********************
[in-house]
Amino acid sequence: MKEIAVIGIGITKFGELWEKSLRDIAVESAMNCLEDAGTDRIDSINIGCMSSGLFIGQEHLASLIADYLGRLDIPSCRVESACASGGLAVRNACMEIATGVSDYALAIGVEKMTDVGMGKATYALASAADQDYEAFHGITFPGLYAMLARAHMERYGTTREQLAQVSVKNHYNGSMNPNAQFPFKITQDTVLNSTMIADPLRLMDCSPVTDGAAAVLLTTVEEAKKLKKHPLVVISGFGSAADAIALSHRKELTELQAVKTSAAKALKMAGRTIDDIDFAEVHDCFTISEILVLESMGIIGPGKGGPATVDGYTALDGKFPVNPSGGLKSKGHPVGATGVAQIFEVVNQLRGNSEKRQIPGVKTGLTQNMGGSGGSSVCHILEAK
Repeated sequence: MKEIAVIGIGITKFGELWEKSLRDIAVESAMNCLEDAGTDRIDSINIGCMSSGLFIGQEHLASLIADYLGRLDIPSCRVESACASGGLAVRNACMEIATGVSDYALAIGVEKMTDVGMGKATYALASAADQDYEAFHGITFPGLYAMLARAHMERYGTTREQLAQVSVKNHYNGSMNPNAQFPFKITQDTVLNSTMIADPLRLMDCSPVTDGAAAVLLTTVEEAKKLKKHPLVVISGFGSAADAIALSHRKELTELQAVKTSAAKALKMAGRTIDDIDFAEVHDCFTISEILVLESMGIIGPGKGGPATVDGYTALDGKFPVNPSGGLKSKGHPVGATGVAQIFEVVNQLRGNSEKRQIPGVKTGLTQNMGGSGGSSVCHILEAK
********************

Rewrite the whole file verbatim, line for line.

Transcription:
[in-house]
Amino acid sequence: MKEIAVIGIGITKFGELWEKSLRDIAVESAMNCLEDAGTDRIDSINIGCMSSGLFIGQEHLASLIADYLGRLDIPSCRVESACASGGLAVRNACMEIATGVSDYALAIGVEKMTDVGMGKATYALASAADQDYEAFHGITFPGLYAMLARAHMERYGTTREQLAQVSVKNHYNGSMNPNAQFPFKITQDTVLNSTMIADPLRLMDCSPVTDGAAAVLLTTVEEAKKLKKHPLVVISGFGSAADAIALSHRKELTELQAVKTSAAKALKMAGRTIDDIDFAEVHDCFTISEILVLESMGIIGPGKGGPATVDGYTALDGKFPVNPSGGLKSKGHPVGATGVAQIFEVVNQLRGNSEKRQIPGVKTGLTQNMGGSGGSSVCHILEAK
Repeated sequence: MKEIAVIGIGITKFGELWEKSLRDIAVESAMNCLEDAGTDRIDSINIGCMSSGLFIGQEHLASLIADYLGRLDIPSCRVESACASGGLAVRNACMEIATGVSDYALAIGVEKMTDVGMGKATYALASAADQDYEAFHGITFPGLYAMLARAHMERYGTTREQLAQVSVKNHYNGSMNPNAQFPFKITQDTVLNSTMIADPLRLMDCSPVTDGAAAVLLTTVEEAKKLKKHPLVVISGFGSAADAIALSHRKELTELQAVKTSAAKALKMAGRTIDDIDFAEVHDCFTISEILVLESMGIIGPGKGGPATVDGYTALDGKFPVNPSGGLKSKGHPVGATGVAQIFEVVNQLRGNSEKRQIPGVKTGLTQNMGGSGGSSVCHILEAK